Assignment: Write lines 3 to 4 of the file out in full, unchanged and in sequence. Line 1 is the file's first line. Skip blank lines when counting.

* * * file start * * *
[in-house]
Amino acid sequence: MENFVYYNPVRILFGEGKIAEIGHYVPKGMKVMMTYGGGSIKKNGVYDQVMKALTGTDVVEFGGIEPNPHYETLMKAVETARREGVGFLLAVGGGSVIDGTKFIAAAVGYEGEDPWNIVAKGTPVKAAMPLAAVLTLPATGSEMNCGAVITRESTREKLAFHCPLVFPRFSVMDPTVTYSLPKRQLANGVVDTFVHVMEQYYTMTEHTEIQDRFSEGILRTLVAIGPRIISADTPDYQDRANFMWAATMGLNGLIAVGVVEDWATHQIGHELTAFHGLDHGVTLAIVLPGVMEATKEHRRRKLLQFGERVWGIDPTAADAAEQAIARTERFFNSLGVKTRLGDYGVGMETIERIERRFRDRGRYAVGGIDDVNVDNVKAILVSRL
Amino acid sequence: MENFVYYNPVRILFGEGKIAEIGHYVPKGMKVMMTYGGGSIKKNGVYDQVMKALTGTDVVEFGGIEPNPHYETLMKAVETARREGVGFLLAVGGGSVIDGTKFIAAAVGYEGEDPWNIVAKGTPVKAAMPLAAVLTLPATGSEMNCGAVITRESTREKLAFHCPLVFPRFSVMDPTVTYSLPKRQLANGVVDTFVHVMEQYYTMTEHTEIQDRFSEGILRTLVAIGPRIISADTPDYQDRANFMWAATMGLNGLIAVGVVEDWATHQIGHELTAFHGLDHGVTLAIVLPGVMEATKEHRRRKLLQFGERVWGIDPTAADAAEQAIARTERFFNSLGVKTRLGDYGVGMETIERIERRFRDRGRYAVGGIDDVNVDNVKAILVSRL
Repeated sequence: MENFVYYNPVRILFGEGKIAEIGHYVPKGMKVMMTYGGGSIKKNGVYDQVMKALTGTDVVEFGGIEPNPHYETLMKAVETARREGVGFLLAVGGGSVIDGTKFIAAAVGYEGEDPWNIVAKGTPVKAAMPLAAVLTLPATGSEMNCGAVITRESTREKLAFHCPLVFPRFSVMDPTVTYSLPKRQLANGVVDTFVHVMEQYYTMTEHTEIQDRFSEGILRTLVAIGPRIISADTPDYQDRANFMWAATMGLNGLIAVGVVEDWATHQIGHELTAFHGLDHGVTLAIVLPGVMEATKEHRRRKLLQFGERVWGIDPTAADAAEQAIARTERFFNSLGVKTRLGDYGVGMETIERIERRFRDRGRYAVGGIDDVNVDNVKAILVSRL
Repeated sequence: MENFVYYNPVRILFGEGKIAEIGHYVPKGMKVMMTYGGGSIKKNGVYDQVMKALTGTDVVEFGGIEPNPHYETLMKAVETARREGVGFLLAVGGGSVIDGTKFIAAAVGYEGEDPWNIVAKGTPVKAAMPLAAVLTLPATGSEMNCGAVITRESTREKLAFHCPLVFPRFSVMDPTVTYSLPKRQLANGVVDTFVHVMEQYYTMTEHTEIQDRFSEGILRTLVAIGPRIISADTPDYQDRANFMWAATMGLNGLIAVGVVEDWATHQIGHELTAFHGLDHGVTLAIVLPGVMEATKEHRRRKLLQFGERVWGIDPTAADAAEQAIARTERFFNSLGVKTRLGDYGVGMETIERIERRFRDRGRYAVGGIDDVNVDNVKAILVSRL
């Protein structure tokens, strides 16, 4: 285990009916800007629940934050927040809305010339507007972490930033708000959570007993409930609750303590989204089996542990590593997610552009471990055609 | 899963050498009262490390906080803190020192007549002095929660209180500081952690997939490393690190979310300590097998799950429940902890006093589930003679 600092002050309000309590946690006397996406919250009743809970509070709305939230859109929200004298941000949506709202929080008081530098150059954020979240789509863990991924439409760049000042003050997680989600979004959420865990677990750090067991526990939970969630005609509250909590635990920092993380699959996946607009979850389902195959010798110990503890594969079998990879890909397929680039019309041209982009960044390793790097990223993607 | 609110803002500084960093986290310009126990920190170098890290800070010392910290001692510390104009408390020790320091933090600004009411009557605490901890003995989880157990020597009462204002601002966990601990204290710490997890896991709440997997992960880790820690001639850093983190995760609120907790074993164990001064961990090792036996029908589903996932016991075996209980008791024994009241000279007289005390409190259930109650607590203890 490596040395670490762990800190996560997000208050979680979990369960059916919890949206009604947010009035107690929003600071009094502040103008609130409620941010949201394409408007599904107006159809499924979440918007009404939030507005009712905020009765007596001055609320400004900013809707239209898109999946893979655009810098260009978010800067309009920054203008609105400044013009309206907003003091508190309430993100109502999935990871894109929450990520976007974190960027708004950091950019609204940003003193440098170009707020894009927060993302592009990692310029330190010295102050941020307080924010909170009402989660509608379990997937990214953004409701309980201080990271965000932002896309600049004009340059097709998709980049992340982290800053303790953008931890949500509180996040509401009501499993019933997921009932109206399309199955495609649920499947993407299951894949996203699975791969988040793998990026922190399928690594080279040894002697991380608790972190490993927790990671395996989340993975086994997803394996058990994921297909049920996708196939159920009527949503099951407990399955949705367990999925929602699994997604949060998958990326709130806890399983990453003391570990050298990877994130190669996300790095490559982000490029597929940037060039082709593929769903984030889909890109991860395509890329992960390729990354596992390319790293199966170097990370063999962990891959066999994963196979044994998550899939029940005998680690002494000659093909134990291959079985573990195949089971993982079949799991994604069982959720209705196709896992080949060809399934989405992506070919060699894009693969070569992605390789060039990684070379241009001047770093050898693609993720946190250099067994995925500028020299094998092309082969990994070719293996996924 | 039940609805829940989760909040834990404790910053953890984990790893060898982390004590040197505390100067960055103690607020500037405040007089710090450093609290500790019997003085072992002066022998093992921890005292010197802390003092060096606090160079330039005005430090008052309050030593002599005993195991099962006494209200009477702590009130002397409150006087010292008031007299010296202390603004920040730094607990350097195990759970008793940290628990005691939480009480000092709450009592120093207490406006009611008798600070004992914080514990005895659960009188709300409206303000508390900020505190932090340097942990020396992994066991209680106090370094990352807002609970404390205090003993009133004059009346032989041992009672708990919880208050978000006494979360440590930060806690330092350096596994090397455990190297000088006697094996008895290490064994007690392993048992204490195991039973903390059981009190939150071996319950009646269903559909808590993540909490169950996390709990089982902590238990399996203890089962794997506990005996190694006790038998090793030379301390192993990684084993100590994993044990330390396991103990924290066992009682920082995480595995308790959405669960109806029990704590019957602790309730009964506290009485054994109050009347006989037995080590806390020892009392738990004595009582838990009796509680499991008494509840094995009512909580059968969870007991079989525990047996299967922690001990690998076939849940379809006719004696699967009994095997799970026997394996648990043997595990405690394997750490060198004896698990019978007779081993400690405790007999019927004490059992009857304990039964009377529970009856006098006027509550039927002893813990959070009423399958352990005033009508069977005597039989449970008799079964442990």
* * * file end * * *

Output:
Amino acid sequence: MENFVYYNPVRILFGEGKIAEIGHYVPKGMKVMMTYGGGSIKKNGVYDQVMKALTGTDVVEFGGIEPNPHYETLMKAVETARREGVGFLLAVGGGSVIDGTKFIAAAVGYEGEDPWNIVAKGTPVKAAMPLAAVLTLPATGSEMNCGAVITRESTREKLAFHCPLVFPRFSVMDPTVTYSLPKRQLANGVVDTFVHVMEQYYTMTEHTEIQDRFSEGILRTLVAIGPRIISADTPDYQDRANFMWAATMGLNGLIAVGVVEDWATHQIGHELTAFHGLDHGVTLAIVLPGVMEATKEHRRRKLLQFGERVWGIDPTAADAAEQAIARTERFFNSLGVKTRLGDYGVGMETIERIERRFRDRGRYAVGGIDDVNVDNVKAILVSRL
Repeated sequence: MENFVYYNPVRILFGEGKIAEIGHYVPKGMKVMMTYGGGSIKKNGVYDQVMKALTGTDVVEFGGIEPNPHYETLMKAVETARREGVGFLLAVGGGSVIDGTKFIAAAVGYEGEDPWNIVAKGTPVKAAMPLAAVLTLPATGSEMNCGAVITRESTREKLAFHCPLVFPRFSVMDPTVTYSLPKRQLANGVVDTFVHVMEQYYTMTEHTEIQDRFSEGILRTLVAIGPRIISADTPDYQDRANFMWAATMGLNGLIAVGVVEDWATHQIGHELTAFHGLDHGVTLAIVLPGVMEATKEHRRRKLLQFGERVWGIDPTAADAAEQAIARTERFFNSLGVKTRLGDYGVGMETIERIERRFRDRGRYAVGGIDDVNVDNVKAILVSRL